NEWARK, N.J. -- A drinking water crisis in New Jersey's biggest city is bringing new attention to an old problem: Millions of homes across the U.S. get their water through pipes made of toxic lead, which can leach out and poison children if the water isn't treated with the right mix of chemicals.
Replacing those lead pipes is a daunting task for cities and public water systems because of the expense involved — and the difficulty of even finding out where all those pipes are. Only a handful of states have put together an inventory of the buried pipes, which connect homes to water mains and are often on private property.
But after drinking water emergencies in Washington, D.C.; Flint, Michigan; and now Newark, some experts are calling again for a rethinking of the theory that treating the pipes with anti-corrosive agents is enough to keep the public out of danger. Instead, the lead lines should be replaced, they say.
"It's hard to come up with an argument against it," Manny Teodoro, a public policy researcher at Texas A&M, told New Jersey lawmakers this week. "Look, lead service line replacement is expensive, but it's also removing poison from the bodies of ourselves and our children. It's difficult to think of many things that are more important."
Done correctly, chemical treatment should be enough to keep water in line with federal regulations, according to Peg Gallos, executive director of the Association of Environmental Authorities, a group representing water utilities. But in cases where the chemicals fail, pipe replacement becomes an option, she said.
People in about 15,000 households in Newark were told to drink only bottled water last month after the Environmental Protection Agency warned that the city's efforts to control lead contamination weren't working. Since then, residents in the largely poor, mostly black and Hispanic city have had to line up in summer heat for cases of free water distributed by government agencies.
The crisis has unfolded over several years, with city officials insisting until recently that everything was under control.
Numerous city schools switched to bottled water because of lead contamination in 2016. Tests in 2017 found that 1 in 10 Newark homes had nearly twice as much lead in their water as allowed by the federal government. The state Department of Environmental Protection issued a warning to the city and public health advocacy groups complained, but Mayor Ras Baraka defended the safety of the city's water by sending residents a brochure condemning what he said were "outrageously false" claims about lead contamination.
Later, consultants concluded that the city's corrosion control treatment for one of its main water supplies wasn't working. New chemicals were introduced this spring, but it will be months before their effectiveness can be accurately gauged. The city handed out filters beginning last fall, but then the EPA warned that they might not working.
Newark's water crisis shares some similarities to the ones in Flint and Washington, D.C.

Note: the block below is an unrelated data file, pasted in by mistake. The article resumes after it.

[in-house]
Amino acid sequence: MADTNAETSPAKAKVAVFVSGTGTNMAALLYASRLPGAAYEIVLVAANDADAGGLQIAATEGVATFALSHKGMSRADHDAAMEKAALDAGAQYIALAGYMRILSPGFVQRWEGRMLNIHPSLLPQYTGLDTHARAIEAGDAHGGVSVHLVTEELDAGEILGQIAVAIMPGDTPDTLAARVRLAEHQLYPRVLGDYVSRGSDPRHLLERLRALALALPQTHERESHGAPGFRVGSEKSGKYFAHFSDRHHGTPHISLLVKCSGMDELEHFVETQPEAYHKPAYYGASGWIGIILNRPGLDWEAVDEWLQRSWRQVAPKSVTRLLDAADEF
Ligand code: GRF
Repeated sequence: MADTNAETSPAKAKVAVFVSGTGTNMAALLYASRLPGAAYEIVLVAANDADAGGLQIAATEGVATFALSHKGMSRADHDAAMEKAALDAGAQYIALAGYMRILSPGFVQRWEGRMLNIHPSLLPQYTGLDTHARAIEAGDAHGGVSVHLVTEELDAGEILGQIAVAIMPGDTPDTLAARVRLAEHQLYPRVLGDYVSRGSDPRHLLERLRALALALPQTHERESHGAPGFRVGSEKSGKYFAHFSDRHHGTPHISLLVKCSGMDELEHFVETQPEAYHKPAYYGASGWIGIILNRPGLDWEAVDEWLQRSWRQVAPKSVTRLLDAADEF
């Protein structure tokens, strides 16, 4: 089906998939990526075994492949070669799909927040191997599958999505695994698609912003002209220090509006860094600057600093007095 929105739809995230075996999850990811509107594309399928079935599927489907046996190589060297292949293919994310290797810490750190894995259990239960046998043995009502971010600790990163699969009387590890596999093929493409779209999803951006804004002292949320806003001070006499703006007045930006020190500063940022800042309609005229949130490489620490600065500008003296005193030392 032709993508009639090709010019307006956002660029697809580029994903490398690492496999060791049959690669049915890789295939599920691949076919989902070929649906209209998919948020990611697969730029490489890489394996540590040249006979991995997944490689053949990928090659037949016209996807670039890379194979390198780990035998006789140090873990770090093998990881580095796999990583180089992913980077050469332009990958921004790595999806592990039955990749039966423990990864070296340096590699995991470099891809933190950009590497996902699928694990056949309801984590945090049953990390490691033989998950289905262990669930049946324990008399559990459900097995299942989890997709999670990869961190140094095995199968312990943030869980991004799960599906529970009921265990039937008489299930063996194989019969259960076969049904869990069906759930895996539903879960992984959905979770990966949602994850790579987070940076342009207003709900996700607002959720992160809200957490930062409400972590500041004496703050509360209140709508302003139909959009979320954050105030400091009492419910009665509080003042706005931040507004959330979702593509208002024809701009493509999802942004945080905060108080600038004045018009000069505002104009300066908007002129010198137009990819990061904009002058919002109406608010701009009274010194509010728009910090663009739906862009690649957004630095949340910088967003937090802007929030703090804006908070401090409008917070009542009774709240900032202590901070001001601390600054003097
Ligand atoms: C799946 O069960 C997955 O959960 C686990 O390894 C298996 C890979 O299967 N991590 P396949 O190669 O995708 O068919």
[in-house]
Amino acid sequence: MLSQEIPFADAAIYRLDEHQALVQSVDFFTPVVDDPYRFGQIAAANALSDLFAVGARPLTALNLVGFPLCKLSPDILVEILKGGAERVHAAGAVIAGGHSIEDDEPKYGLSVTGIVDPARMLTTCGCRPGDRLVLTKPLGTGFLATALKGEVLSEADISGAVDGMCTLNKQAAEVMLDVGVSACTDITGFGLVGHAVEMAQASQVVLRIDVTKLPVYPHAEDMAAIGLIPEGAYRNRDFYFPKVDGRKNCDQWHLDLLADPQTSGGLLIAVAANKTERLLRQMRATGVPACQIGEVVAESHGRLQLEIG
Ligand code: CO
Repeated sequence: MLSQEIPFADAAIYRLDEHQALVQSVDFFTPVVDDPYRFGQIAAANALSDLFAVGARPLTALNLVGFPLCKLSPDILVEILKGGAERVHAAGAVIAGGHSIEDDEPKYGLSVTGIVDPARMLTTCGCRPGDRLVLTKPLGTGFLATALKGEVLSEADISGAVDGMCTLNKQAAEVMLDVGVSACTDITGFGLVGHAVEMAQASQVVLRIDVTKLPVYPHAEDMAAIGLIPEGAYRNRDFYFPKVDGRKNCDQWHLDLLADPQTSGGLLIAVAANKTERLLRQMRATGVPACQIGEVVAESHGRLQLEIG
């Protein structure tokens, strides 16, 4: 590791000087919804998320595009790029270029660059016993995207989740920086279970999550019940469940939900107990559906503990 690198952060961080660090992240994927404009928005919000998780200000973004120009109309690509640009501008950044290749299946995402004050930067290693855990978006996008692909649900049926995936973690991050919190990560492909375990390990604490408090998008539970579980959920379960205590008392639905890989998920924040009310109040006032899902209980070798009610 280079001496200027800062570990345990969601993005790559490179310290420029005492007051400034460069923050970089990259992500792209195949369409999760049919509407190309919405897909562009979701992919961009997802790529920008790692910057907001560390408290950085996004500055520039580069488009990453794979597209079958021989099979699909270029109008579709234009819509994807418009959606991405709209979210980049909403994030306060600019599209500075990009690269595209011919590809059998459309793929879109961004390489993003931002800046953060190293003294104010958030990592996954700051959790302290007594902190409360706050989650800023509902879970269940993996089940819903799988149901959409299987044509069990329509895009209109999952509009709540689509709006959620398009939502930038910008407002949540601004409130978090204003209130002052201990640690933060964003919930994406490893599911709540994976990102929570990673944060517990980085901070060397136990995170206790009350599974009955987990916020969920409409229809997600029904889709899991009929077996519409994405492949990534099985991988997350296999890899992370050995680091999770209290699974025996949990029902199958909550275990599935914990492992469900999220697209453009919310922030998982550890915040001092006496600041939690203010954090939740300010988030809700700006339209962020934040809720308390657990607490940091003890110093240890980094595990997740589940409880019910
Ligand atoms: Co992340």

Flint's lead levels spiked in 2014 after the city switched its water source from Lake Huron, which was being treated with the anti-corrosive orthophosphate, to the Flint River, which was not treated. Washington's high levels between 2000 and 2003 resulted from the city's switching anti-corrosion chemicals from chlorine to chloramine.
Experts estimate there could be as many as 10 million lead service lines nationwide but only five states require inventories or maps of their locations, according to the Association of State Drinking Water Administrators. A handful of other states have set up voluntary reporting.
That leaves dozens of states with incomplete knowledge of where and how much of the toxic plumbing they have.
"The biggest problem we face is we don't know where these lead pipes are," said Marc Edwards, an environmental engineering professor at Virginia Tech University. "In Flint, ultimately we had to dig up every single yard to find out what pipe was there because the records were so bad."
Newark is now racing to try and replace all of its roughly 18,000 lead service lines, with the help of a county-backed, $120 million loan.
While cost is a factor — in Newark, it will cost about $10,000 per home to replace the pipes — so is the diffuse nature of water utilities. Teodoro estimated there are about 50,000 water systems in the U.S., many of them small systems. And in many cases the location of pipes isn't even written down, Mary-Anna Holden, a commissioner on New Jersey's Board of Public Utilities, told lawmakers recently.
"I asked the superintendent 'Where's the map of the system?' He's pointing to his head. Like his grandfather and great-grandfather had started the water system so he knew where every valve was," Holden said.
The most common source of lead in water comes from pipes, faucets and fixtures, rather than from water sources, according to the Environmental Protection Agency. Congress banned the use of lead in water pipes in 1986, citing lead's harmful effects on children's nervous systems. In 1991, federal regulators began requiring water systems to monitor lead levels in drinking water and established a limit of 15 parts per billion.
Since the Flint water crisis, some states have gone farther. Michigan last year lowered its threshold to 12 parts per billion. Experts say no amount of lead is safe for children.
Kim Gaddy, 55, works as an environmental justice advocate for Clean Water Action. She's a renter in Newark and had her lead service lines replaced by the city shortly before the two positive lead tests led to the city handing out bottled water.
She says she thinks it's time for state and federal officials to require replacing lead service lines, no matter what the cost might be.
"My message would be let's protect the health of (residents) and provide them with safe, affordable drinking water from the taps," Gaddy said.